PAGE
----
School district adds culinary arts, tourism classes

Published 12:02 am Friday, December 12, 2014

NATCHEZ — They asked, now they shall receive.

Students in the Natchez-Adams School District will soon be able to enroll in dual-enrollment courses in culinary arts, hospitality and tourism programs, which is something students told the district they wanted last year through a survey.

The NASD Board of Trustees approved Thursday a request from Fallin Career and Technology Center to provide the classes through a partnership with Copiah-Lincoln Community College’s Natchez campus.

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The classes are intended to prepare students for careers in the management, marketing and operations of restaurants and other food services, lodging, attractions, recreational events and travel-related services, Fallin Principal Daisy West said.

“In order to prepare them for the workforce, we need to provide opportunities for them,” West said. “We would like to expose our students to more programs.”

The classes will be added to the various career-oriented classes offered at Fallin, which include health science, education and training and human services, among others.

“We’re truly redesigning our vocational programs to the needs and wants of the students instead of what’s comfortable for us as teachers and educators to put on the list,” said NASD Superintendent Frederick Hill. “This is our first real change to Fallin, and we’re excited about what’s going on over there.”

Hill said the idea to add the classes came directly from the results of a survey middle and high school students took last year when the district was preparing to launch its magnet school.

The career field that scored the highest among 728 students at the middle school and 664 students at the high school was hospitality and tourism.

Hill said the district eventually made the decision for the magnet school to have a curriculum based on science, technology, engineering and mathematics.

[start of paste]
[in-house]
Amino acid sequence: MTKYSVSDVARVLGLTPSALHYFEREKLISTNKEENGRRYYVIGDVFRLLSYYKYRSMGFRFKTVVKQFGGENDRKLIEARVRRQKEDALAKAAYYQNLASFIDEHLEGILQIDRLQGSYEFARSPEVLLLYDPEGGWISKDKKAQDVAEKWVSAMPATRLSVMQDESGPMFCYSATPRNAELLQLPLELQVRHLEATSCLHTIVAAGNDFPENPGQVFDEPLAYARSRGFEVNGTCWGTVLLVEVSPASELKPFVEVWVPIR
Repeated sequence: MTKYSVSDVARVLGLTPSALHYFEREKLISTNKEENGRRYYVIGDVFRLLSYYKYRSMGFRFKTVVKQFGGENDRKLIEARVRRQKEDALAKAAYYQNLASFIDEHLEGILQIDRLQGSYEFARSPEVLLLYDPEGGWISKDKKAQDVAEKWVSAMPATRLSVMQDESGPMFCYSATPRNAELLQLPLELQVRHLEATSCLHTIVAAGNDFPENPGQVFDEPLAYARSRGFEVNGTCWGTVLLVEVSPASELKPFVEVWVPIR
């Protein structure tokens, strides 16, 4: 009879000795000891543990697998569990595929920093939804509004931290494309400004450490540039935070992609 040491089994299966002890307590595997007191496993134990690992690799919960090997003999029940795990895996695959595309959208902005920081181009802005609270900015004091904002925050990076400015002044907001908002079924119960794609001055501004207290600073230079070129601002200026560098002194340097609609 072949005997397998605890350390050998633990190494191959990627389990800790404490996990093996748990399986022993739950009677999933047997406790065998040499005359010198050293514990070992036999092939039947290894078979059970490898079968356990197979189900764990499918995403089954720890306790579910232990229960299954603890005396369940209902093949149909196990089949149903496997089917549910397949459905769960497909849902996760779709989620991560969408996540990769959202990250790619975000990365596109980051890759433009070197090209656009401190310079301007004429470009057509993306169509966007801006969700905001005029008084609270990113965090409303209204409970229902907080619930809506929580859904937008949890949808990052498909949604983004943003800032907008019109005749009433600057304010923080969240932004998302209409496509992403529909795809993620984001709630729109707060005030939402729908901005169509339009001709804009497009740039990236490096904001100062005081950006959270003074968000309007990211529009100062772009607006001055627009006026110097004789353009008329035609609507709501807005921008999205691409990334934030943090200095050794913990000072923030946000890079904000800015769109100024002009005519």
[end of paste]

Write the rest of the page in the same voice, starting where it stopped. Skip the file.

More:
But that didn’t mean the district forgot about what the students said they wanted to see in the course offerings, Hill said.

“We’re taking the results of what the students said they wanted and experimenting with what we can offer,” Hill said. “This is what they said they wanted, so we wanted to put that in place.”

Hill said students would be able to register for the courses starting this fall.

To be eligible, NASD students must meet Co-Lin’s qualifications for dual enrollment, which requires the students have a certain GPA and ACT scores, among other necessary approvals.

The students will take the courses at Co-Lin’s campus and are required to have their own transportation from Natchez High School to Co-Lin, Hill said.

In other news from the meeting:

Twanna Thornton, who is the principal for Morgantown Middle School’s art academy, presented the board with an update to its “at-risk action plan.”

The Mississippi Department of Education requires schools that have had consecutive failing ratings put in place a plan to identify areas of improvement to be addressed.

Because the art academy had the most number of students of the three academies following a restructuring of Morgantown, the academy inherited the former middle school’s F rating and must remain under state-monitored scrutiny until test results improve.

The academy’s plan includes goals to increase student performance in language arts and arts, while also decreasing discipline infractions.

Thornton shared with the board a number of actions being taken at the academy to reach those goals, including the creation of an instructional leadership team and a reward system for students who have not received discipline infractions in two weeks.

Board member Thelma Newsome told Hill she appreciated the presentation of specific plans being taken at the school to improve its rating.

Following the recent state accountability results, Morgantown is the only school in the district with an F rating.

“I appreciate her presentation and telling me what you’re doing differently to improve your school,” Newsome said. “I like the things you’re specifically targeting to move from point A to point B.”